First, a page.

How Historically Black Colleges and Universities (HBCUs) Can Benefit From E-Sports While Adding Diversity into the Gaming Industry

October 11th, 2019|Commentary, Sports Management|

Authors: David C. Hughes & Dr. W. Timothy Orr

Corresponding Author:
Hughes, David C; Dr. Orr, Timothy, W;
134 Holland Hall Hampton University
Hampton, VA, 23668
David.hughes@hamptonu.edu
832-425-4484

David C. Hughes
Hampton University

Dr. W. Timothy Orr
Hampton University

David C. Hughes sits on the board of Directors for the Drake Group, is a Capstone Advisor at Georgetown University, and serves as an Instructor of Sport Management at Hampton University. Dr. W. Timothy Orr is a former collegiate coach, athletic director, and student athlete. Dr. Orr currently serves as the Program Coordinator for the Masters of Sport Management at Hampton University.

How Historically Black Colleges and Universities (HBCUs) Can Benefit From E-Sports While Adding Diversity into the Gaming Industry

ABSTRACT

Dr. Shaun R. Harper infamously came to the conclusion that “Perhaps nowhere in higher education is the disenfranchisement of Black male students more insidious than in college athletics” (7). This quote is not attributed to Historically Black Colleges and Universities (HBCUs), but to the power five conferences of Predominately White Institutions (PWIs). As of 2019, Black E-Sport coaches make up less than 2% of coaches at PWIs (20). Professional gaming or better known as E-Sports is not only a billion dollar industry (17), but has allowed for over $15 million dollars in collegiate scholarships to be awarded for the 2016-2019 school year (20). Yet, no Historically Black Colleges and Universities (HBCUs) have started an E-Sports team. HBCUs are excluding themselves from a billion dollar industry, while also failing to increase the diversity of E-Sports participators, coaches at PWIs and HBCUs, and Black professional gamers.  This paper has practical application as it provides convincing evidence as to why HBCUs could not only benefit from investing in E-Sports, but can help the professional gaming industry with its diversity issue.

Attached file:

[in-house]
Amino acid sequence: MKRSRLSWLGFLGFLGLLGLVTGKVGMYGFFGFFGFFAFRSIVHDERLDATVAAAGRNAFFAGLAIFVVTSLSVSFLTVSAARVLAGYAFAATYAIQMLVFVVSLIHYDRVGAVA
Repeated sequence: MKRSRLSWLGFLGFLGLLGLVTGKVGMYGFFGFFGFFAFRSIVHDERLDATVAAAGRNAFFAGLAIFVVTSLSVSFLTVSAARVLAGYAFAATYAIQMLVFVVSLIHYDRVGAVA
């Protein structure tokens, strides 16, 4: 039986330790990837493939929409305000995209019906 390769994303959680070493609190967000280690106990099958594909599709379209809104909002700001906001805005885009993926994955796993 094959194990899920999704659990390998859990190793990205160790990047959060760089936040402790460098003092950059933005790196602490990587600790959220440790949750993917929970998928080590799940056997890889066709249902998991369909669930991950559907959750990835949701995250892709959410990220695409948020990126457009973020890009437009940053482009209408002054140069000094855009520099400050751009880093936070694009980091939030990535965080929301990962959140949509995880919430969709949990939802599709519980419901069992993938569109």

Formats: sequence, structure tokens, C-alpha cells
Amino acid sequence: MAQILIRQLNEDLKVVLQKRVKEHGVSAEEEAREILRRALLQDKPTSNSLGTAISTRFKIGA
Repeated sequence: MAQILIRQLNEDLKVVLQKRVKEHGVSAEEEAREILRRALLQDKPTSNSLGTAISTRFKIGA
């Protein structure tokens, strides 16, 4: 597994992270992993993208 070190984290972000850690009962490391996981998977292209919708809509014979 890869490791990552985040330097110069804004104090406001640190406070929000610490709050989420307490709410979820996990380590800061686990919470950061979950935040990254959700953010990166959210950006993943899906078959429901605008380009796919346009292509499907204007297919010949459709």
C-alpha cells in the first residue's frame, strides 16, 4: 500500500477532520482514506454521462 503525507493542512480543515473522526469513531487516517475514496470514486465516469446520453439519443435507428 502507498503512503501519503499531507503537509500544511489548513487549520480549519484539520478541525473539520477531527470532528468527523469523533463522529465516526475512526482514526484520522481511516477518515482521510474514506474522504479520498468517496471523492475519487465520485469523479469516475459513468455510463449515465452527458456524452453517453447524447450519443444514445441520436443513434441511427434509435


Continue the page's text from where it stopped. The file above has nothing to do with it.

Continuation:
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Examination of Athletic Best Performance Trends in Track and Field Over One Hundred Years’ History

September 5th, 2019|Commentary, Sports History|

Authors: Ran Wei and Yuanlong Liu

Corresponding author:
Ran Wei, MA
Western Michigan University
1903 W. Michigan Ave., Kalamazoo, MI, USA 49008-5426
Campus Site: Room 4024-4 Student Recreation Center
Phone: (269) 267-2493
Fax: (269) 387-2704
Email: ran.wei@wmich.edu